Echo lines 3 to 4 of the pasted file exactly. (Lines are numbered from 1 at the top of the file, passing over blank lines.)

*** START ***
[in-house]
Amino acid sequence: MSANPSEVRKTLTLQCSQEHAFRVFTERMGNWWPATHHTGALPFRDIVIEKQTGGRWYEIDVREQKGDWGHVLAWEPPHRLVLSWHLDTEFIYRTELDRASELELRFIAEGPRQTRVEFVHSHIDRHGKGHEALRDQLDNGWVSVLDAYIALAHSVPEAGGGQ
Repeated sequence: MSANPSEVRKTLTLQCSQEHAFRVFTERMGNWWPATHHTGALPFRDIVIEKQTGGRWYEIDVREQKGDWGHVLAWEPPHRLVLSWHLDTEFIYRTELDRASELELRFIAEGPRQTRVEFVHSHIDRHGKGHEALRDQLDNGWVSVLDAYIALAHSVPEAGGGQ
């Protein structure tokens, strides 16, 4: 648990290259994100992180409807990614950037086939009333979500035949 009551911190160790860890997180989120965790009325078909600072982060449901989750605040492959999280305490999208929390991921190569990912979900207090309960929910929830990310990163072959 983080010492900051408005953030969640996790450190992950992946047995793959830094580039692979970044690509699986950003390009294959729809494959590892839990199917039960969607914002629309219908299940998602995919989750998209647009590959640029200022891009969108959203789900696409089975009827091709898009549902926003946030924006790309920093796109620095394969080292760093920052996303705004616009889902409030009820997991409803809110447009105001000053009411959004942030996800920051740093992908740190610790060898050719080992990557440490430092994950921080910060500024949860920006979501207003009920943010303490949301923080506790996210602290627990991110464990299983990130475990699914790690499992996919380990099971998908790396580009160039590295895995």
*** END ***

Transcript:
Repeated sequence: MSANPSEVRKTLTLQCSQEHAFRVFTERMGNWWPATHHTGALPFRDIVIEKQTGGRWYEIDVREQKGDWGHVLAWEPPHRLVLSWHLDTEFIYRTELDRASELELRFIAEGPRQTRVEFVHSHIDRHGKGHEALRDQLDNGWVSVLDAYIALAHSVPEAGGGQ
């Protein structure tokens, strides 16, 4: 648990290259994100992180409807990614950037086939009333979500035949 009551911190160790860890997180989120965790009325078909600072982060449901989750605040492959999280305490999208929390991921190569990912979900207090309960929910929830990310990163072959 983080010492900051408005953030969640996790450190992950992946047995793959830094580039692979970044690509699986950003390009294959729809494959590892839990199917039960969607914002629309219908299940998602995919989750998209647009590959640029200022891009969108959203789900696409089975009827091709898009549902926003946030924006790309920093796109620095394969080292760093920052996303705004616009889902409030009820997991409803809110447009105001000053009411959004942030996800920051740093992908740190610790060898050719080992990557440490430092994950921080910060500024949860920006979501207003009920943010303490949301923080506790996210602290627990991110464990299983990130475990699914790690499992996919380990099971998908790396580009160039590295895995």